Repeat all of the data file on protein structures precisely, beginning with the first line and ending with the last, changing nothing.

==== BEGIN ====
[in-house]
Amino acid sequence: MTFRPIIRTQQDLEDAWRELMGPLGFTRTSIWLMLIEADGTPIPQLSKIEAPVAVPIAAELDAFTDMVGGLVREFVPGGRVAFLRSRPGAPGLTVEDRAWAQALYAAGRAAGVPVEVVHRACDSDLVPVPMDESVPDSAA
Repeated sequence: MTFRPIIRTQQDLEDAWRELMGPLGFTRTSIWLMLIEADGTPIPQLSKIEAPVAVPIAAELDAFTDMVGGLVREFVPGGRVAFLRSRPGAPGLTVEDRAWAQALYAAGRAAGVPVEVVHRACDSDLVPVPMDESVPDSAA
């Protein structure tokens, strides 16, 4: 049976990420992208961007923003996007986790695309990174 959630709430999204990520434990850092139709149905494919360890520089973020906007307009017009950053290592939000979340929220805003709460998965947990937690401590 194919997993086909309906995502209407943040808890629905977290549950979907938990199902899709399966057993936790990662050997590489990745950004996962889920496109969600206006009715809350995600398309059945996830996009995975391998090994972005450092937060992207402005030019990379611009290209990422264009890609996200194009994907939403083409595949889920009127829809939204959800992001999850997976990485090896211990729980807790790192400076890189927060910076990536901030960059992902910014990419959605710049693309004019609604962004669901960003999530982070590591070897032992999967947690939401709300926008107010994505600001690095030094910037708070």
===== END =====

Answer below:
[in-house]
Amino acid sequence: MTFRPIIRTQQDLEDAWRELMGPLGFTRTSIWLMLIEADGTPIPQLSKIEAPVAVPIAAELDAFTDMVGGLVREFVPGGRVAFLRSRPGAPGLTVEDRAWAQALYAAGRAAGVPVEVVHRACDSDLVPVPMDESVPDSAA
Repeated sequence: MTFRPIIRTQQDLEDAWRELMGPLGFTRTSIWLMLIEADGTPIPQLSKIEAPVAVPIAAELDAFTDMVGGLVREFVPGGRVAFLRSRPGAPGLTVEDRAWAQALYAAGRAAGVPVEVVHRACDSDLVPVPMDESVPDSAA
């Protein structure tokens, strides 16, 4: 049976990420992208961007923003996007986790695309990174 959630709430999204990520434990850092139709149905494919360890520089973020906007307009017009950053290592939000979340929220805003709460998965947990937690401590 194919997993086909309906995502209407943040808890629905977290549950979907938990199902899709399966057993936790990662050997590489990745950004996962889920496109969600206006009715809350995600398309059945996830996009995975391998090994972005450092937060992207402005030019990379611009290209990422264009890609996200194009994907939403083409595949889920009127829809939204959800992001999850997976990485090896211990729980807790790192400076890189927060910076990536901030960059992902910014990419959605710049693309004019609604962004669901960003999530982070590591070897032992999967947690939401709300926008107010994505600001690095030094910037708070």